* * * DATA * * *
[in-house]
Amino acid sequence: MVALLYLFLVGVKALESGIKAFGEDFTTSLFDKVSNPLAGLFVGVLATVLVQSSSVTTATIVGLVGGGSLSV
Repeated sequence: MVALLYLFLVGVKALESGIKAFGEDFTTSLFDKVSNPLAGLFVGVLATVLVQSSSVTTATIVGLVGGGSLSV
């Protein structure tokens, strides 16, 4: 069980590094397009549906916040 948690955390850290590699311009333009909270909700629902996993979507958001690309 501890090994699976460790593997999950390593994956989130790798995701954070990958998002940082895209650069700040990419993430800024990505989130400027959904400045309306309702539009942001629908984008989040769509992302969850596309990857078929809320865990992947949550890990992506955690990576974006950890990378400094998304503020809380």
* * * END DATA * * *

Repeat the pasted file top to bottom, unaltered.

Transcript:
[in-house]
Amino acid sequence: MVALLYLFLVGVKALESGIKAFGEDFTTSLFDKVSNPLAGLFVGVLATVLVQSSSVTTATIVGLVGGGSLSV
Repeated sequence: MVALLYLFLVGVKALESGIKAFGEDFTTSLFDKVSNPLAGLFVGVLATVLVQSSSVTTATIVGLVGGGSLSV
């Protein structure tokens, strides 16, 4: 069980590094397009549906916040 948690955390850290590699311009333009909270909700629902996993979507958001690309 501890090994699976460790593997999950390593994956989130790798995701954070990958998002940082895209650069700040990419993430800024990505989130400027959904400045309306309702539009942001629908984008989040769509992302969850596309990857078929809320865990992947949550890990992506955690990576974006950890990378400094998304503020809380």